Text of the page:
October 19, 2020

Volume X, Number 293

October 19, 2020

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Cybersecurity is only one part of security – a filing cabinet could be your highest risk

No matter how much you spend on cybersecurity technology, data breaches can occur in the most basic ways, for example by leaving an old filing cabinet lying around. This demonstrates the need for a holistic approach to information security.

Recently, highly confidential government papers were discovered inside two locked filing cabinets that were purchased at a second-hand furniture shop in Canberra. What likely happened was a public servant overseeing an office clean up unwittingly sold the filing cabinets containing state secrets to the furniture shop.

In 2016, the Australian Government announced that it would spend $230 million to “enhance Australia’s cybersecurity capability and deliver new initiatives”. This is one of the Government’s most serious data breaches in history, and it had nothing to do with hackers.

Clearly, effective overall data protection requires more than IT system security. What about having clear data protection policies which are reinforced by training? What about physical security, such as how secure are your premises, and how hard copy document are stored and disposed of? Can employees take documents home? Is someone reading over their shoulder while they read them on the way home?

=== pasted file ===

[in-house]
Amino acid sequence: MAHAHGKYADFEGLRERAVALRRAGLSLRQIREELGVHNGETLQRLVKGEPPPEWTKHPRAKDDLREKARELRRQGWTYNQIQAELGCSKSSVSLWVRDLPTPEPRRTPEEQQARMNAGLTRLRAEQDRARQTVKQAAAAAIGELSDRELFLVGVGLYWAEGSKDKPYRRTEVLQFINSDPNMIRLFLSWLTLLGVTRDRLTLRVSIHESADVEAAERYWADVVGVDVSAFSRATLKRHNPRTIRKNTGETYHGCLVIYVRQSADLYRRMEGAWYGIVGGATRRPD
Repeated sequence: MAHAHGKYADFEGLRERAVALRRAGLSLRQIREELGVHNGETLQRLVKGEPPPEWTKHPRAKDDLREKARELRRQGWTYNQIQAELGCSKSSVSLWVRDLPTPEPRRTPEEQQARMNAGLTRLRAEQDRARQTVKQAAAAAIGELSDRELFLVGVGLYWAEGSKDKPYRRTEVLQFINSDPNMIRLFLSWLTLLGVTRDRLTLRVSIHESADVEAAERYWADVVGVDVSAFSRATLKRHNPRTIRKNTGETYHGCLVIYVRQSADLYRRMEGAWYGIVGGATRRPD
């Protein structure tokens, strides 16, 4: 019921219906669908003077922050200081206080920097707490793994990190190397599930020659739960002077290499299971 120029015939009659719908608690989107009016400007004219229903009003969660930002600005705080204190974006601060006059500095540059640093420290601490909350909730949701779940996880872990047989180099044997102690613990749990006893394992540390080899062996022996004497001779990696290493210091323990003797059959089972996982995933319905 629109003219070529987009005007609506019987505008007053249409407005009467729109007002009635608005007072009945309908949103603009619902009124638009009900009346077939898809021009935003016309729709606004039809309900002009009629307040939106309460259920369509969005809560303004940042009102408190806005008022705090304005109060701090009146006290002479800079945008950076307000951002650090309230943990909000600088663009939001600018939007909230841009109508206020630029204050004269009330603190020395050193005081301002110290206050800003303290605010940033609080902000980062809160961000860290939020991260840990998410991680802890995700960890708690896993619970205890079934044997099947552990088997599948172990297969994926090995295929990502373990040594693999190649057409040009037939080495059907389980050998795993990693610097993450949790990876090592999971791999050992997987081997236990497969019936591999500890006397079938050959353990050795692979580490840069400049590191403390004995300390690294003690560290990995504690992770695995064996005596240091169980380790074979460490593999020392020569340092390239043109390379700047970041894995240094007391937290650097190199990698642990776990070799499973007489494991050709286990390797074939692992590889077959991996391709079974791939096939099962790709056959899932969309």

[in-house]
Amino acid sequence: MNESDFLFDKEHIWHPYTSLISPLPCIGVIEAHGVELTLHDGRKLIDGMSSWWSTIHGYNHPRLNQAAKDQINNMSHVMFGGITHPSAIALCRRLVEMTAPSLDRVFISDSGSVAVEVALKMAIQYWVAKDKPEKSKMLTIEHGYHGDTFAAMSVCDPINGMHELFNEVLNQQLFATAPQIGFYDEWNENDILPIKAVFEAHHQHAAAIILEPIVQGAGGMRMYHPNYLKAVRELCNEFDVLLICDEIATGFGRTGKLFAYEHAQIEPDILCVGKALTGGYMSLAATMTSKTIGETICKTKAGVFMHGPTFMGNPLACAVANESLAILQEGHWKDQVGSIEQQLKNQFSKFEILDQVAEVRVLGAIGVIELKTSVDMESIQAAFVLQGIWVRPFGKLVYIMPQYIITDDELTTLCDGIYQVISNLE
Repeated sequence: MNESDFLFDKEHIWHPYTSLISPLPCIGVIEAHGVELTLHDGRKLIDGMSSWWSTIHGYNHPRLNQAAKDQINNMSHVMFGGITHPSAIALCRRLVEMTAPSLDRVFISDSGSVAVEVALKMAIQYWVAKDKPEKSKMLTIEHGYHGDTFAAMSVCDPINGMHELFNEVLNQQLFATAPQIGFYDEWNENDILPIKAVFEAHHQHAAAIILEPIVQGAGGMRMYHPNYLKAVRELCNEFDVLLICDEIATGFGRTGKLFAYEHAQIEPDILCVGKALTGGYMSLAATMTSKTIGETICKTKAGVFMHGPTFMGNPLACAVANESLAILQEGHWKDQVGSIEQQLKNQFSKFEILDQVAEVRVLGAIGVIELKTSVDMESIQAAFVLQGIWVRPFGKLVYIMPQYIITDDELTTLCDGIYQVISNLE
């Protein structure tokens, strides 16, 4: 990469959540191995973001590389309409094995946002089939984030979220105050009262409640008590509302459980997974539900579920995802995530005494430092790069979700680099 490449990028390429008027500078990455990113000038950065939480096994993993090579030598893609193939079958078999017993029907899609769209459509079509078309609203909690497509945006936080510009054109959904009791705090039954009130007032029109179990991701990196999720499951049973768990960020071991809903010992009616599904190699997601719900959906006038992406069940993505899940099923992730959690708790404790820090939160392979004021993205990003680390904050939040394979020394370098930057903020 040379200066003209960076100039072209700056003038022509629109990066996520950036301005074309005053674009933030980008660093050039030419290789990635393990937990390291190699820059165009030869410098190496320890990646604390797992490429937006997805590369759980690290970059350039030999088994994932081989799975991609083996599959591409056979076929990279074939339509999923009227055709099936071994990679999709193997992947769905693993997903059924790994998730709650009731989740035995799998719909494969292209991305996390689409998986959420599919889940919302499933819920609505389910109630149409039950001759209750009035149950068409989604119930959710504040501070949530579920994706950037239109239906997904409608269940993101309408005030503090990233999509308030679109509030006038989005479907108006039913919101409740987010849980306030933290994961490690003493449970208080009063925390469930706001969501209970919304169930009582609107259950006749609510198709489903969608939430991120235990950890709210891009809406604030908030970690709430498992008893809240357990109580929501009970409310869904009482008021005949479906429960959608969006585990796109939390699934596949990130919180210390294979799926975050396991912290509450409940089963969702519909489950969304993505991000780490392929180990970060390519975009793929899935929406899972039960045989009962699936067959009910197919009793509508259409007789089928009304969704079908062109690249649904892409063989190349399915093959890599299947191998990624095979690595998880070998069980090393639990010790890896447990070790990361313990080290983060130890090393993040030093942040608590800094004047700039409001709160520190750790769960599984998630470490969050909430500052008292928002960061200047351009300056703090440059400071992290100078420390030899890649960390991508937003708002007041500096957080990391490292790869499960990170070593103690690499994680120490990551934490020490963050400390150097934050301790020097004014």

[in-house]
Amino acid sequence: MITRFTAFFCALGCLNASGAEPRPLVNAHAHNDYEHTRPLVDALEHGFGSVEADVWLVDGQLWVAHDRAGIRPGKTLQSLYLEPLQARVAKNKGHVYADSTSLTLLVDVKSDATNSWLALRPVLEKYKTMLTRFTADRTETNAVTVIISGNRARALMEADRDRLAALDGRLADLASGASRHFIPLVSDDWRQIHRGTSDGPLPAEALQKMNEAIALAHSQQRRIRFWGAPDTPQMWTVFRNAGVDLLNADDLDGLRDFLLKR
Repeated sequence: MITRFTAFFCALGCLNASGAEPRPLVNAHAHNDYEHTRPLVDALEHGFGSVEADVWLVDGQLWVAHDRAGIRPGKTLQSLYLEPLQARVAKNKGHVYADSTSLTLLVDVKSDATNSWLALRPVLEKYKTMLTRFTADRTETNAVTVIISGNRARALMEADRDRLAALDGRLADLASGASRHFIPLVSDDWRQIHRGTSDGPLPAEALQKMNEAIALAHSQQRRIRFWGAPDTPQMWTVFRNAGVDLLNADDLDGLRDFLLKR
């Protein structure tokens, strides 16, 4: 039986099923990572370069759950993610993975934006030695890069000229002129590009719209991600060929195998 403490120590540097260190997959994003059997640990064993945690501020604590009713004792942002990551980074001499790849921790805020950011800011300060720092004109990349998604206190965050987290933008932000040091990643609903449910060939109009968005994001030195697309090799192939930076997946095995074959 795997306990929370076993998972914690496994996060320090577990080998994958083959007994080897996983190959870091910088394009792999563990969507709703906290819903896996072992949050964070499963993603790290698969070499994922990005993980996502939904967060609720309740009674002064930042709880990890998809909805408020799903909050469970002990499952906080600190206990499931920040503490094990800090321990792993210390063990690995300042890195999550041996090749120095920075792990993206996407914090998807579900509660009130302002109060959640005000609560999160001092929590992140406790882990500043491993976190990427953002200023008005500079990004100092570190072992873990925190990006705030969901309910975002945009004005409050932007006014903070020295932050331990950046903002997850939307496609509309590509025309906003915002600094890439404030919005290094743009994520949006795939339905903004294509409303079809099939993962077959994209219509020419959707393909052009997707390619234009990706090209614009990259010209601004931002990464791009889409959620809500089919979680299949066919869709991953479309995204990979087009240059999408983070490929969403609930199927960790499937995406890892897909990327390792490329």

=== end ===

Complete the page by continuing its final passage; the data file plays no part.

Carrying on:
From 22 February 2018, it will be mandatory to report data breaches. Businesses should think about what is really the best way to minimise data breaches.

As we have previously blogged, a huge proportion of businesses experience data breaches, and a large portion of those breaches are caused by vendors or contractors. It is clearly vital to have the right contracts in place with suppliers from IT contractors to cleaners so you can legally protect yourself.

When considering data security, the last thing you want is to spend big on cybersecurity only to have a missing filing cabinet filled with confidential information and no one to blame.

Harry Crawford contributed to this post.

Copyright 2020 K & L GatesNational Law Review, Volume VIII, Number 40


About this Author

Cameron Abbott, Technology, Attorney, Australia, corporate, KL Gates Law Firm

Mr. Abbott is a corporate lawyer who focuses on technology, telecommunications and broadcasting transactions. He assists corporations and vendors in managing their technology requirements and contracts, particularly large outsourcing and technology procurements issues including licensing terms for SAP and Oracle and major system integration transactions.

Mr. Abbott partners with his clients to ensure market leading solutions are implemented in to their businesses. He concentrates on managing and negotiating complex technology solutions, which...